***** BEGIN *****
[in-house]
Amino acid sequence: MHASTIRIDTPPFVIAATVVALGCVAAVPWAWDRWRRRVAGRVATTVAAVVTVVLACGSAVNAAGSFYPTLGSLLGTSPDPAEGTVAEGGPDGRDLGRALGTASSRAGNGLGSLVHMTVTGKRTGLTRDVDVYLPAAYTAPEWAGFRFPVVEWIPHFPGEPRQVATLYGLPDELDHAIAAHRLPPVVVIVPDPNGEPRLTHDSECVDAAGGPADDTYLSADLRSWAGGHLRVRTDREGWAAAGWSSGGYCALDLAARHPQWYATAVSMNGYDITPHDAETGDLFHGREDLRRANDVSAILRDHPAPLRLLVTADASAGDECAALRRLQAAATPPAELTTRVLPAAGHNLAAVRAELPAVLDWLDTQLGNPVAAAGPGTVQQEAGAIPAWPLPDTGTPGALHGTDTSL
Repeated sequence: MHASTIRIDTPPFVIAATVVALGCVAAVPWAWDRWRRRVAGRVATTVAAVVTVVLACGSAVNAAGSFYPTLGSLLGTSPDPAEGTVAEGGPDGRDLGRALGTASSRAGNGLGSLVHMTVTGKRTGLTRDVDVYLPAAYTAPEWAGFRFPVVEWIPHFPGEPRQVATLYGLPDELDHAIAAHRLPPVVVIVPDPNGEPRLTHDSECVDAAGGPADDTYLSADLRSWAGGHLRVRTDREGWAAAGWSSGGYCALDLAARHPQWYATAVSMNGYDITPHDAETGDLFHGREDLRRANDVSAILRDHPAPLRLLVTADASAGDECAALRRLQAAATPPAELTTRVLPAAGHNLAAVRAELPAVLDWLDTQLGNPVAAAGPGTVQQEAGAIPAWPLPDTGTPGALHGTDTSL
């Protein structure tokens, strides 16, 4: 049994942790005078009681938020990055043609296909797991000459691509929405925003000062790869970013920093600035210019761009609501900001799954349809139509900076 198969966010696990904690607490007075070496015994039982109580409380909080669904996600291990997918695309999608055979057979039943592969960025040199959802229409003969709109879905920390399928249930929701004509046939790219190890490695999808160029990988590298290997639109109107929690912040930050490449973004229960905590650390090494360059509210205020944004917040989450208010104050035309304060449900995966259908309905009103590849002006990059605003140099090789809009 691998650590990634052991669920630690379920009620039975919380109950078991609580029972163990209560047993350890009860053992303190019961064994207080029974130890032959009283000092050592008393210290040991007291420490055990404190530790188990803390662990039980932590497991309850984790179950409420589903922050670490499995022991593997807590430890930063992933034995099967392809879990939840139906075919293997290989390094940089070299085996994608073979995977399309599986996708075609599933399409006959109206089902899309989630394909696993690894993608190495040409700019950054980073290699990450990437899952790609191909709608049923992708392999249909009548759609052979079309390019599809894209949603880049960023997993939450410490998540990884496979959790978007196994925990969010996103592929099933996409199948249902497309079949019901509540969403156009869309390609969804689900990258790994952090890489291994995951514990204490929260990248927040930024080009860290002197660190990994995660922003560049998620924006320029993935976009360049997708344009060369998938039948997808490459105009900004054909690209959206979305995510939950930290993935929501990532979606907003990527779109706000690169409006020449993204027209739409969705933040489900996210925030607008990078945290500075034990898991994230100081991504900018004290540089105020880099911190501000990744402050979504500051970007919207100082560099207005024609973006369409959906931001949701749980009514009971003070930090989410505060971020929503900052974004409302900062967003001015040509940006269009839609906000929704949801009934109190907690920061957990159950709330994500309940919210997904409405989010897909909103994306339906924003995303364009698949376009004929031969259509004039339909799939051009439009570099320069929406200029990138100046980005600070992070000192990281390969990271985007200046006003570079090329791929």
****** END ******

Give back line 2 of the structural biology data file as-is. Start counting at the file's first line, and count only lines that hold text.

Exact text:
Amino acid sequence: MHASTIRIDTPPFVIAATVVALGCVAAVPWAWDRWRRRVAGRVATTVAAVVTVVLACGSAVNAAGSFYPTLGSLLGTSPDPAEGTVAEGGPDGRDLGRALGTASSRAGNGLGSLVHMTVTGKRTGLTRDVDVYLPAAYTAPEWAGFRFPVVEWIPHFPGEPRQVATLYGLPDELDHAIAAHRLPPVVVIVPDPNGEPRLTHDSECVDAAGGPADDTYLSADLRSWAGGHLRVRTDREGWAAAGWSSGGYCALDLAARHPQWYATAVSMNGYDITPHDAETGDLFHGREDLRRANDVSAILRDHPAPLRLLVTADASAGDECAALRRLQAAATPPAELTTRVLPAAGHNLAAVRAELPAVLDWLDTQLGNPVAAAGPGTVQQEAGAIPAWPLPDTGTPGALHGTDTSL